Thu, Mar 07, 2019 - Page 4 News List

Taiwan records warmest winter: weather bureau

WARMING WORLD:With no cold wave between December and last month, winter temperatures averaged 20.5oC, 2.2 degrees higher than normal, forecasters said

By Shelley Shan  /  Staff reporter

After the nation experienced its warmest winter in history, people can expect a warm and dry spring due to a weak El Nino effect, the Central Weather Bureau said on Tuesday.

Winter in Taiwan generally lasts from December to February. While there was no cold wave between December and last month, there were five cold air masses and one strong cold air mass, bureau data showed.

There were also no cold waves recorded in the winter months between December 1997 and February 1988; December 2000 and February 2001; and December 2016 and February 2017, the data showed.

The average temperature was 20.5oC, 2.2 degrees higher than the climate average, making it the warmest winter since 1947, when records began, the bureau said.

The bureau defines a cold wave as a meteorological system that would cause the low temperature in Taipei to drop below 10oC.

Rainfall last winter mostly occurred in the northeast coast, as well as the mountainous area of northern Taiwan, which experienced higher-than-normal precipitation, the data showed.

However, rainfall in the west coast was below average, which resulted in a water shortage in southern Taiwan, the bureau said.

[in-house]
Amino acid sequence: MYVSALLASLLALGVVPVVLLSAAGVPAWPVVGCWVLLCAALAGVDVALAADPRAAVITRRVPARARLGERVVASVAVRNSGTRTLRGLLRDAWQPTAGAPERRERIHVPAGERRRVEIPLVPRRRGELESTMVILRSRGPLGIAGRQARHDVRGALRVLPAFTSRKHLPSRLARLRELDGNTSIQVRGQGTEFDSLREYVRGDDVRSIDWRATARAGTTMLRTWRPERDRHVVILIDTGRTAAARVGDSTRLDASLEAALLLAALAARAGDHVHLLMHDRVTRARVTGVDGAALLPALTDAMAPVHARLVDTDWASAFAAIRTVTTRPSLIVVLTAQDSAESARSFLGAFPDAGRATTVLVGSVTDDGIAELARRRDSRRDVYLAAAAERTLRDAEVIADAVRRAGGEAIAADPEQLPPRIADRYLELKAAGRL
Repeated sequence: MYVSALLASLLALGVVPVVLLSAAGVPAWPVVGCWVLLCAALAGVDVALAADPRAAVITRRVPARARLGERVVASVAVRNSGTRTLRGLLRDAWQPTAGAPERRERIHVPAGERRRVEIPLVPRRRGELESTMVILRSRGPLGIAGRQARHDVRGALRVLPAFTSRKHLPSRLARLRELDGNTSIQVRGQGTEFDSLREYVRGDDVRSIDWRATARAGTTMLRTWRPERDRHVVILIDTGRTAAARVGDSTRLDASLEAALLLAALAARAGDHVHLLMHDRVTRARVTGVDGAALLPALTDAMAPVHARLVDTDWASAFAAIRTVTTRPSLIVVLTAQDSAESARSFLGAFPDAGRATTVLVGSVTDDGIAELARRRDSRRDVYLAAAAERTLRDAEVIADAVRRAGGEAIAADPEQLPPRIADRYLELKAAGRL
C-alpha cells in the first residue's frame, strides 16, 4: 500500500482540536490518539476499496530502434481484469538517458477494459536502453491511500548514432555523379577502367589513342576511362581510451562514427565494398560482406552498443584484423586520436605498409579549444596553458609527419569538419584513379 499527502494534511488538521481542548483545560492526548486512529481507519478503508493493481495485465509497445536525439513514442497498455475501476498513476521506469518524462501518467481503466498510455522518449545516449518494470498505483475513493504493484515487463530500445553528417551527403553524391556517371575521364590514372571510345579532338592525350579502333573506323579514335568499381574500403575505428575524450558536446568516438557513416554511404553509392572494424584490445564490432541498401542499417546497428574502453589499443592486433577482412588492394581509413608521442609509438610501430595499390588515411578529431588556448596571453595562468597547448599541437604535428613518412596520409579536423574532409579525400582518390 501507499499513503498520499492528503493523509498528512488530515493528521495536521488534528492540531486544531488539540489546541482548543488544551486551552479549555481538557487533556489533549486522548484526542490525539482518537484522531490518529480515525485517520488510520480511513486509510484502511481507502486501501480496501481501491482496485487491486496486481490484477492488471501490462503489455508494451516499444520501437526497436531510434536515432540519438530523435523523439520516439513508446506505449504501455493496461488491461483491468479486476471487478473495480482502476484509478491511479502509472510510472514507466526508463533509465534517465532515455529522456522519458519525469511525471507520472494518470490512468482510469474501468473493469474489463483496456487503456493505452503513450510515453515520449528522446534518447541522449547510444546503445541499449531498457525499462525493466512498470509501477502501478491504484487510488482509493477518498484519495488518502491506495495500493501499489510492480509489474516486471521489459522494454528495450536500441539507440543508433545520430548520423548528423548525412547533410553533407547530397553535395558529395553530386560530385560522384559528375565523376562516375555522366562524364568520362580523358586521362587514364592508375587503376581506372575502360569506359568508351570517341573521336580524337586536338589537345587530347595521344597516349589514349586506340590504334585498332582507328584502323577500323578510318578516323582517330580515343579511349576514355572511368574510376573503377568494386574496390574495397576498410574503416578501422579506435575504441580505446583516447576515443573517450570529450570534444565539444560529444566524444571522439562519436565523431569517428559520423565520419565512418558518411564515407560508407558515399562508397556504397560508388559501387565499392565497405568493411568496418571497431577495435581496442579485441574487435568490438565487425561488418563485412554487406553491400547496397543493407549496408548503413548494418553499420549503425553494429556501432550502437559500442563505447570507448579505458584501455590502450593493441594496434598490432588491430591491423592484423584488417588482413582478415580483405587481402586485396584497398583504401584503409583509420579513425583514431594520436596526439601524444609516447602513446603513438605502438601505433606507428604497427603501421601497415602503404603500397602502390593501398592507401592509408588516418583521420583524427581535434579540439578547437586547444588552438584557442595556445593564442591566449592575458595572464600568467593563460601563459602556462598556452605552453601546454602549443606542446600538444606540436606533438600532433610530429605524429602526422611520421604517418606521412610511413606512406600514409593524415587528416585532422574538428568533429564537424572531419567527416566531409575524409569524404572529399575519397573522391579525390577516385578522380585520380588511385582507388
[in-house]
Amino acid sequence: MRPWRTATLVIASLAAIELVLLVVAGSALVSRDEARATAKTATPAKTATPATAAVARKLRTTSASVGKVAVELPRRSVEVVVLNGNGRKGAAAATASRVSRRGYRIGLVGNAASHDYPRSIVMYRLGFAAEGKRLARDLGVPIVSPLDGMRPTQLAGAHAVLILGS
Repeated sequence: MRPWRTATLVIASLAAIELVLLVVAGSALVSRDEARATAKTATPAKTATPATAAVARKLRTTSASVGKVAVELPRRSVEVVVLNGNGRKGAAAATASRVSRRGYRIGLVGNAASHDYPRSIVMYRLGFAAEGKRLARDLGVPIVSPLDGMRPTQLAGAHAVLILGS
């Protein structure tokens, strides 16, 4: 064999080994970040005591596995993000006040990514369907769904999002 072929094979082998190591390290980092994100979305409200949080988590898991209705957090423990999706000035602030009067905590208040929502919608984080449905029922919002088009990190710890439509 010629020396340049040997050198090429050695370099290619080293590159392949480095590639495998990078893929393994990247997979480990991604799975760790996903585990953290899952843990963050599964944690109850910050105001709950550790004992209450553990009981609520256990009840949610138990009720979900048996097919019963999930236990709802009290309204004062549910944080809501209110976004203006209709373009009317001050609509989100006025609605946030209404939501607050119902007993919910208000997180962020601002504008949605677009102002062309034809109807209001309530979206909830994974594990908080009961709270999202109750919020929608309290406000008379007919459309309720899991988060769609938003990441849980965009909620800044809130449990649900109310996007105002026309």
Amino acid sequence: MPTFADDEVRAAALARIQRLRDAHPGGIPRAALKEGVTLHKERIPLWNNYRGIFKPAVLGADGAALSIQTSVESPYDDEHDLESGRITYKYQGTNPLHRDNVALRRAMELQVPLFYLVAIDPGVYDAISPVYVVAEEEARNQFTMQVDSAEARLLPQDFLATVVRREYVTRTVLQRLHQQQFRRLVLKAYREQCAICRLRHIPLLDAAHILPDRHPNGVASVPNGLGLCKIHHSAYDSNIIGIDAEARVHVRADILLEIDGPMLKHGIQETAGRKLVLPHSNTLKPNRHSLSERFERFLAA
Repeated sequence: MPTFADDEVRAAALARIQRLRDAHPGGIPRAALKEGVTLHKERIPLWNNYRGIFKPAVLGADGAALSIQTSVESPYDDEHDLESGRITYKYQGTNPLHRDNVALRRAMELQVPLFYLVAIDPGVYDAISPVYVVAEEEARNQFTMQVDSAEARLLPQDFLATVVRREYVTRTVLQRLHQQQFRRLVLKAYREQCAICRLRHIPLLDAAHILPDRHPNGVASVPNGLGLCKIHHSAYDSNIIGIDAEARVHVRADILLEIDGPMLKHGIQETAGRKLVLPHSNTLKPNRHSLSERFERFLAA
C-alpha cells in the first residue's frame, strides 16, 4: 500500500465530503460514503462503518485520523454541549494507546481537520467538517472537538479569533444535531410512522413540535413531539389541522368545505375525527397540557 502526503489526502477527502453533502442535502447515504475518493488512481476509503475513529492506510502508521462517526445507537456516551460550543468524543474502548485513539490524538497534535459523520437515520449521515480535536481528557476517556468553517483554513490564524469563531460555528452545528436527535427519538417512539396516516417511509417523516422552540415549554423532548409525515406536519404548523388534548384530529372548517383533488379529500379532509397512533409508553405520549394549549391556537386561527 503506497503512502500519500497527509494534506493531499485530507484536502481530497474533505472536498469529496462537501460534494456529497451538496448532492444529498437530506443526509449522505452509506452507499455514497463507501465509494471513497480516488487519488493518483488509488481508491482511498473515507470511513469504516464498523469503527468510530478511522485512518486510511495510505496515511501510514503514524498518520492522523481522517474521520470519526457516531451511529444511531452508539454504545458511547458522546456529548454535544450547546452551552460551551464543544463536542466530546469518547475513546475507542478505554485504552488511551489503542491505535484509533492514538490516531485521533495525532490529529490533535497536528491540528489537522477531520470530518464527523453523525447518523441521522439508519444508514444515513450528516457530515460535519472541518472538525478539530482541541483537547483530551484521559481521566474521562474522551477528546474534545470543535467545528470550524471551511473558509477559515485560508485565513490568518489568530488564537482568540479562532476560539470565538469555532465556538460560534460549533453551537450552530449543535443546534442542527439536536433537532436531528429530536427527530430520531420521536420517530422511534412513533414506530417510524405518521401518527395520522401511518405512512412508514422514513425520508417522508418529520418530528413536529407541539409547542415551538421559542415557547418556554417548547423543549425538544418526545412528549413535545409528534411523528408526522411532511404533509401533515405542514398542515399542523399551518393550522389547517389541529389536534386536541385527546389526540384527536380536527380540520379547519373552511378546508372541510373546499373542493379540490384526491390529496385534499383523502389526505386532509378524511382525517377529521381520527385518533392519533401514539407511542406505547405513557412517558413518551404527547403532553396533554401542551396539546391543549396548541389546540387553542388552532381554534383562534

Observations of equatorial Pacific sea surface temperatures showed that the El Nino effect that is developing in the central Pacific Ocean at the moment is an atypical one, because it is relatively weak, with a higher sea surface temperature found on the west side, also known as the El Nino 4 region, Weather Forecast Center Deputy Director Fong Chin-tzu (馮欽賜) said.

“Statistically, when such a phenomenon happens in the winter, it would be followed by a warmer spring,” Fong said.

Although the bureau forecast that rainfall this spring is likely to be within or below the normal range from this month to May, Fong said that more rain is expected in central and southern Taiwan this month compared with other parts of the nation.

Generally, rainfall this month and next is forecast to be normal to low, Fong said.

As for May, the traditional start of the “plum rain” season, the bureau forecast normal rainfall, but added that it is hard to make predictions two months from now.

The nation could still see a cold wave this month, as the bureau has recorded cold waves in March before, Fong said.

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